Where compliance meets risk

By Scot Blythe | April 14, 2009 | Last updated on April 14, 2009
4 min read

For many, compliance is about know your client forms and trade blotters — that which is circumscribed by securities regulation. That model, however, may well be broken, not so much because of what it prescribes, but because of what it leaves out.

The financial crisis has highlighted two issues. The first is that risk comes in many forms, all of which can have serious consequences, whether for a firm’s reputation, or indeed, its survival. The second is that regulators often don’t know where the risks lie in complex products.

David Sobel, chief compliance officer at Abel Noser in New York, foresees sweeping regulation reform in the U.S. But he also thinks risk management and compliance go hand in hand. He is speaking next month at the Strategy Institute’s 11th annual compliance conference in Toronto.

“My own personal bent is that they’ve never been separated,” he says. “I consider everything compliance does as risk management, whether it be regulatory or legal risk or financial risk in the trading room or customer risk from dealing with reps, it’s all risk management. Compliance is a part of that.”

While Sobel has been well ahead of the regulatory curve, he concedes that compliance has not always been top of mind in the financial industry.

“There was a very long period, especially in the1980s and in the 1990s when compliance and risk management were secondary items,” he says. “Making money was the first item and nobody really questioned it. But that’s always a swing and the pendulum swings back and forth and we went through a tremendous period of high-risk low-regulation. What that ended up with is what we have right now.”

That is changing. “I think we’re going to see more and more laws coming out. We’ll probably see the Securities Act of 2010 here in the United States supplant the Securities Act of 1934. Right now, there are three bills in Congress. We will see the Hedge Fund Act of 2009.”

Previous attempts to get hedge funds to register faltered, in part because many felt that regulation cast two wide a net. But now everyone will be caught in that net, Sobel thinks.

“I can tell that in my own point of view, within the next two years anybody who deals with money — especially investment advisors, money managers, broker-dealers, hedge funds — they’ll all be under the same regulatory regime; anybody who deals with money is going to be regulated.”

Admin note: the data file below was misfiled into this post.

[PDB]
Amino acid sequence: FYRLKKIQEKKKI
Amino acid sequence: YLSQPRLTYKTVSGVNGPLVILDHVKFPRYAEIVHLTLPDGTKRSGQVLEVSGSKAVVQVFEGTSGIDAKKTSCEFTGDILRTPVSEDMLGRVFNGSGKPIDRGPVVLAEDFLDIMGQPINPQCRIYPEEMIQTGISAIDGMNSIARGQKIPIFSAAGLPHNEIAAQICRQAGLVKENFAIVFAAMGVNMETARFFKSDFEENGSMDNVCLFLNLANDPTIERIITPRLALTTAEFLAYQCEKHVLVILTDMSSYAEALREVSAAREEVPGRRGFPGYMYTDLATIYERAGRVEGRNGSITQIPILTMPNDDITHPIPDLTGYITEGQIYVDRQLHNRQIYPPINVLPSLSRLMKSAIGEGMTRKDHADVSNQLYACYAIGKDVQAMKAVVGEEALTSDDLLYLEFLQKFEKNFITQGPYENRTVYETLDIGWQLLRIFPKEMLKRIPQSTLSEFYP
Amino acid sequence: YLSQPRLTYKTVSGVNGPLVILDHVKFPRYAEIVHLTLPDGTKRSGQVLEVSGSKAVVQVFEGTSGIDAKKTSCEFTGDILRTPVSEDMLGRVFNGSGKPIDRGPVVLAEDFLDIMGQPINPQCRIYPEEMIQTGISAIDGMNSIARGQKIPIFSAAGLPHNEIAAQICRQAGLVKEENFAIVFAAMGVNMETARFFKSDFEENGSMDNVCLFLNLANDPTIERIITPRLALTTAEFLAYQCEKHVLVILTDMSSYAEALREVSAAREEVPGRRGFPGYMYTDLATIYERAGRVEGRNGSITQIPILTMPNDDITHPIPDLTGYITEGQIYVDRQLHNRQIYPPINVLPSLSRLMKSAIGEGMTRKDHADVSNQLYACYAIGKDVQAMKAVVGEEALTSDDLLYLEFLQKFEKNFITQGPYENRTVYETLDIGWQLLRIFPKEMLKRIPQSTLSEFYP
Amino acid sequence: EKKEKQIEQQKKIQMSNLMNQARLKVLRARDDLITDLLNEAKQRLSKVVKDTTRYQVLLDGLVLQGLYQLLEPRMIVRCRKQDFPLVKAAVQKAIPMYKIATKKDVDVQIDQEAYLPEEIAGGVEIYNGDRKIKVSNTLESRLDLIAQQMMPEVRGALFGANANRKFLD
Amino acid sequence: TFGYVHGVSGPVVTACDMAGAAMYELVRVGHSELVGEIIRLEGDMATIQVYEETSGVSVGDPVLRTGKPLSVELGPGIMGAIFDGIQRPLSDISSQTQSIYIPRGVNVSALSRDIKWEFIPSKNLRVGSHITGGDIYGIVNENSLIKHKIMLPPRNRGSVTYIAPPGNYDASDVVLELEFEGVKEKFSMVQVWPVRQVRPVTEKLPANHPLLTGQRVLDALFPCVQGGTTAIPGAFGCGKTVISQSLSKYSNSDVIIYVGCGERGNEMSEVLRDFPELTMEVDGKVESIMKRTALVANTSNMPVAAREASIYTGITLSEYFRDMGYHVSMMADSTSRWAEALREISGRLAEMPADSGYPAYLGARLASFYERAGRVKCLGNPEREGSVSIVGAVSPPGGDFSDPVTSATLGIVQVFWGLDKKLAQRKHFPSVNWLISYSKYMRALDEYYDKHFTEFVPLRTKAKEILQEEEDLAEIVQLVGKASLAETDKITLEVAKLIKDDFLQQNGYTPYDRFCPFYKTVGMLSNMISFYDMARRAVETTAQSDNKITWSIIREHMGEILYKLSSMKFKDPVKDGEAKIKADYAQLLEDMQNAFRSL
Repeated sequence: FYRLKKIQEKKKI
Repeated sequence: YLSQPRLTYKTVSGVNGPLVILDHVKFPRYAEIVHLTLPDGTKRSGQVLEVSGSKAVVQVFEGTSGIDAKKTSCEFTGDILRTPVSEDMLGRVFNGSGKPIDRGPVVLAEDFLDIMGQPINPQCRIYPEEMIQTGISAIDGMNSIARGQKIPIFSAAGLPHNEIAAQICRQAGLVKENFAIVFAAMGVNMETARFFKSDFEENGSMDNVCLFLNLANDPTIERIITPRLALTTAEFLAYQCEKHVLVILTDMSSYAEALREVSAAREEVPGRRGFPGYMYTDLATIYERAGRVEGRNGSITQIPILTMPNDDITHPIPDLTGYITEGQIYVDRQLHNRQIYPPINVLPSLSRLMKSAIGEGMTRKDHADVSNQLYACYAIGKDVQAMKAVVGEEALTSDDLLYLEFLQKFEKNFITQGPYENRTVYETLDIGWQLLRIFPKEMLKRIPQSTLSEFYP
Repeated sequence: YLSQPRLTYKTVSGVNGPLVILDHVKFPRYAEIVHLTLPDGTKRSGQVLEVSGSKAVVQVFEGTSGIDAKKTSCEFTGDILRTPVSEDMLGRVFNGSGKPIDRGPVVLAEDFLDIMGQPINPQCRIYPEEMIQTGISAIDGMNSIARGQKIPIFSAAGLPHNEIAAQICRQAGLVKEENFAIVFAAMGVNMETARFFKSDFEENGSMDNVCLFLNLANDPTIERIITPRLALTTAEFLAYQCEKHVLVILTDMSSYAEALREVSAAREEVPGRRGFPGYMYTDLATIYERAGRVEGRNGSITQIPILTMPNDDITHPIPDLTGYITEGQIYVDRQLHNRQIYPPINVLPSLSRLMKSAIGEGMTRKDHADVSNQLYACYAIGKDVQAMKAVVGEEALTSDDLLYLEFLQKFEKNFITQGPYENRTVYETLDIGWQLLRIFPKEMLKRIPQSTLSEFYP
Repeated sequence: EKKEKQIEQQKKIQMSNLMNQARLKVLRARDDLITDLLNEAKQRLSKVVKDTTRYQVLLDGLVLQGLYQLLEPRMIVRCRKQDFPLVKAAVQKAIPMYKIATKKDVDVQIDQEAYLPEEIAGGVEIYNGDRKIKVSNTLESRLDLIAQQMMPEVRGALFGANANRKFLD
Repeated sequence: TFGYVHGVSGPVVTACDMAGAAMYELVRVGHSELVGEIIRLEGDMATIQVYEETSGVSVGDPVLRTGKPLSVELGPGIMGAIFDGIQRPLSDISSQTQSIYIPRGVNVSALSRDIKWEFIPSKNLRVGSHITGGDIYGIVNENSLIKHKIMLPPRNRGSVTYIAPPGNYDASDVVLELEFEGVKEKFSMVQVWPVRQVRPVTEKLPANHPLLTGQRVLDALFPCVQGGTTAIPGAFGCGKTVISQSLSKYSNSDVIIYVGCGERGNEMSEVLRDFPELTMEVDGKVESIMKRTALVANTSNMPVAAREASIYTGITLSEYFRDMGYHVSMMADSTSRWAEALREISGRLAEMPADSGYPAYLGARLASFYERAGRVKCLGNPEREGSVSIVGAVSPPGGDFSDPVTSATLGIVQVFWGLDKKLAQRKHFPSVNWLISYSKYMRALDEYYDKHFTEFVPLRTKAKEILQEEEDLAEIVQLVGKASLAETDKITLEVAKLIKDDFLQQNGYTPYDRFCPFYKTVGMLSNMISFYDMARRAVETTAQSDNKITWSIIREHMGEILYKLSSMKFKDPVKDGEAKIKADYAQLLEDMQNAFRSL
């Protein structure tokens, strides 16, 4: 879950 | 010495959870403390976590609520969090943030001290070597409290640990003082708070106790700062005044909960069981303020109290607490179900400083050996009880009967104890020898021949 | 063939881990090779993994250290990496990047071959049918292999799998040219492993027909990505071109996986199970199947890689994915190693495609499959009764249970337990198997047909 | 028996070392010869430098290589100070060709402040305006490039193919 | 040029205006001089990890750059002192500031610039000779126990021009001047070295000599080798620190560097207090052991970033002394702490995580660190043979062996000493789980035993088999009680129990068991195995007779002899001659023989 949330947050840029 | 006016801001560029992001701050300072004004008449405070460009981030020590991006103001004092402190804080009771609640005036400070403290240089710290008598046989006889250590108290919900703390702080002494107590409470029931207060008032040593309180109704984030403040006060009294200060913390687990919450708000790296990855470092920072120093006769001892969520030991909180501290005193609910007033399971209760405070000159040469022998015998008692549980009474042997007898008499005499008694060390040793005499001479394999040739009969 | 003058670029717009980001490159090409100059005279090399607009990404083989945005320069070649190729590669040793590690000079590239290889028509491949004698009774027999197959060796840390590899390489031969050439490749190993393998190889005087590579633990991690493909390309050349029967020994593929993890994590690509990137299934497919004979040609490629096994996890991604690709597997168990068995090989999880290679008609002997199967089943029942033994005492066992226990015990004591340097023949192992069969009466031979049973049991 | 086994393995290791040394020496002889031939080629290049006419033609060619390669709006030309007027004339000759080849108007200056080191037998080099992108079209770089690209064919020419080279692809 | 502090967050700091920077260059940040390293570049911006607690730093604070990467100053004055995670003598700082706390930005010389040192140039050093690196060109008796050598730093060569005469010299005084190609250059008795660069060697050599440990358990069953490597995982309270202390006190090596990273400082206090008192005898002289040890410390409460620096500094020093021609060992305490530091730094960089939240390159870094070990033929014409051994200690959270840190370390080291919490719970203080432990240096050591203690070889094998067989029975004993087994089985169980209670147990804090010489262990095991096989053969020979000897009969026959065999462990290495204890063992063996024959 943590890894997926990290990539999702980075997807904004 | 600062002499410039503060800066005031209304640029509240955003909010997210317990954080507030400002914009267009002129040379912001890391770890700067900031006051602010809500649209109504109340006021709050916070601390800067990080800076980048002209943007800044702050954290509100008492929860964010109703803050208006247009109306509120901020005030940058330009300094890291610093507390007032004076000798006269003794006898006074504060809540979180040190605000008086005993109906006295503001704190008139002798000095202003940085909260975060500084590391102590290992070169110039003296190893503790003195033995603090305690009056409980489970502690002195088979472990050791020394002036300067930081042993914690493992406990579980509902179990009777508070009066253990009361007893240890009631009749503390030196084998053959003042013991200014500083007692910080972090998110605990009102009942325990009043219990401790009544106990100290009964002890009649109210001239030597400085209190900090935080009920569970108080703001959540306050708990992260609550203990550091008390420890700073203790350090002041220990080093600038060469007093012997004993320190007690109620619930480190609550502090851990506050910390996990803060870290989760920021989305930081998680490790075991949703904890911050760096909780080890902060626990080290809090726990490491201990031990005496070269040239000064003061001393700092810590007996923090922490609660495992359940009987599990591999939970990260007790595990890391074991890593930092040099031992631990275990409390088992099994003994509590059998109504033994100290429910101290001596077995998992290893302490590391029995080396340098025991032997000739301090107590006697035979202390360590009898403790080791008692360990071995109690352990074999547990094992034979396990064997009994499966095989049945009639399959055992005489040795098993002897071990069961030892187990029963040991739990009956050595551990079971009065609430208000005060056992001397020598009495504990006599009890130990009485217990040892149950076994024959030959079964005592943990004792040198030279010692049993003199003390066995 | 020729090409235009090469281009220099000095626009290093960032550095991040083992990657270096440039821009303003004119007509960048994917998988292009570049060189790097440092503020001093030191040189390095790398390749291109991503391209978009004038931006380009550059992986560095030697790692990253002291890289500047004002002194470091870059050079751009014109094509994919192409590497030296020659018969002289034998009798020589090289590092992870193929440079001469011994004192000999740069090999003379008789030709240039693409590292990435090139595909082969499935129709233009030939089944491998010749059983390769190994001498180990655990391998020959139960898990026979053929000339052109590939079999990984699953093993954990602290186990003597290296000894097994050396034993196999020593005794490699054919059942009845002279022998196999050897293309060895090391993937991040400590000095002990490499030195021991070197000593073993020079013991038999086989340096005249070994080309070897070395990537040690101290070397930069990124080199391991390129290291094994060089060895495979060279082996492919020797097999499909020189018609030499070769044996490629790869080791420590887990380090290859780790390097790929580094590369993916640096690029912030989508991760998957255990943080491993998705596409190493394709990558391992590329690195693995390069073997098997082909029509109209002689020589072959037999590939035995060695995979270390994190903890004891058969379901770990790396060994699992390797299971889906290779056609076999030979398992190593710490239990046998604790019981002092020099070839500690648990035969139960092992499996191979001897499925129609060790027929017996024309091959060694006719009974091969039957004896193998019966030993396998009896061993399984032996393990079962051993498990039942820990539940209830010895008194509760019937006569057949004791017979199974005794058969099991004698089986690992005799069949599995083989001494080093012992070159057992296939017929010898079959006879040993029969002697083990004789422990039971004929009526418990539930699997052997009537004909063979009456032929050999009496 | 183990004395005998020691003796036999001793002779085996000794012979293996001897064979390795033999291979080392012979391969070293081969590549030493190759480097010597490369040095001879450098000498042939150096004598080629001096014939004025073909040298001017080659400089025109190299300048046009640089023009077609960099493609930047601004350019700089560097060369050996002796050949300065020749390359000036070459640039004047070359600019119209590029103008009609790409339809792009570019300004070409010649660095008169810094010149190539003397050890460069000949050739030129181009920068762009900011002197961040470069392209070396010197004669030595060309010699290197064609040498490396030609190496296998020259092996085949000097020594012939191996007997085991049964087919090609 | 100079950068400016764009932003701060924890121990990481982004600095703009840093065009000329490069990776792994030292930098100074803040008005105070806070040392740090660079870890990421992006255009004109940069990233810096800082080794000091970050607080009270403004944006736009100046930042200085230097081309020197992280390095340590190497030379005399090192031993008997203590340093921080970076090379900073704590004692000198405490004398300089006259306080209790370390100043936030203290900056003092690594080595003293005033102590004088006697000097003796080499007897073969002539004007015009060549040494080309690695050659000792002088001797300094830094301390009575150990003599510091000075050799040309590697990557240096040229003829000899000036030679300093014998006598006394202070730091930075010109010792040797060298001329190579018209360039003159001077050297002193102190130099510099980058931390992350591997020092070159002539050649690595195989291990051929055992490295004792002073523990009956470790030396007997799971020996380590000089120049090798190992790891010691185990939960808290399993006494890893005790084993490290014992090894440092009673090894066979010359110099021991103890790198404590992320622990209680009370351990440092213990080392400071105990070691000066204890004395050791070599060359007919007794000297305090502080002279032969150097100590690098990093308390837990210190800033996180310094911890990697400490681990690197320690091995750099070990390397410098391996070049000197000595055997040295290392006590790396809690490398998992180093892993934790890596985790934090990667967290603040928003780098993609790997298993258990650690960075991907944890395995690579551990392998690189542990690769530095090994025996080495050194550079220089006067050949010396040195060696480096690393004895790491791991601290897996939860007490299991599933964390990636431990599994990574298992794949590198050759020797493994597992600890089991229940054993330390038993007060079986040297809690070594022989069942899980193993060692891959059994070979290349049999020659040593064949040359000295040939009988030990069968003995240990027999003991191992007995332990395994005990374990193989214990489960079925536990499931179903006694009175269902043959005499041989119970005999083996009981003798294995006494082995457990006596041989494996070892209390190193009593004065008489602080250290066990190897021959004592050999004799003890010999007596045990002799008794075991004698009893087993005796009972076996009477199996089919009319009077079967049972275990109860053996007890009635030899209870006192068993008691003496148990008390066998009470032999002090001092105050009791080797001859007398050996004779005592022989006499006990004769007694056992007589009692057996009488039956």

That said, change has been a long time in coming, partly because regulators have not been able to see through the complexity of products and investment vehicles devised by Wall Street.

“I don’t think they actually understand private equity. Really, you have to understand it to be able to regulate it,” he explains. “I think that was one of the issues with the hedge funds, because hedge funds really are not hedge funds anymore. The most basic hedge is that you buy stocks and sell futures in the S&P or something like that. To hedge yourself, so that if the stock goes down, the futures go up, if the futures go up the stock goes down. They don’t do that anymore.”

For Sobel, risk management involves taking into account much more than what a regulator would specify.

“When I start a compliance program, the first thing I do is I create a kind of a risk matrix and under that risk matrix I go through every specific aspect of the business and I drill down to the most micro part of it and I will get maybe six or seven possible risks that come out of that,” he says. “And that might be as innocuous as reputational risk; it might be as heavy as financial risk, regulatory risk, legal risk, any of those areas.”

After the risk matrix is constructed, Sobel then looks at the rules and regulations. “Many of the rules and regulations that I set up at Abel Noser go far beyond what is specifically required in the [official] rules and regulations, because I see other risks that regulators really don’t care about. They don’t care about if I lose money,” he says.

“So I may add another level of regulation that FINRA (the Financial Industry Regulatory Authority) and the SEC really doesn’t care about. But I do. I can never separate that compliance function from the risk function.”

Sobel also sees a heightened role for fiduciary obligations that currently apply to investment advisors, a standard that is higher than product suitability.

“There’s absolutely no difference between an investment advisor’s fiduciary duty and a broker-dealer’s fiduciary duty,” he argues. “Any broker-dealer that says they don’t have a fiduciary duty is living with their head in the sand. If you’re dealing with money from a client, you’ve got a fiduciary duty, period. I think the courts are starting to lean that way also. Eventually it’s not going to be a question. The only people who are fighting that right now are those people who don’t want to live up to that standard.”

For more information on the upcoming Strategy Institute conference, please click here.


Scot Blythe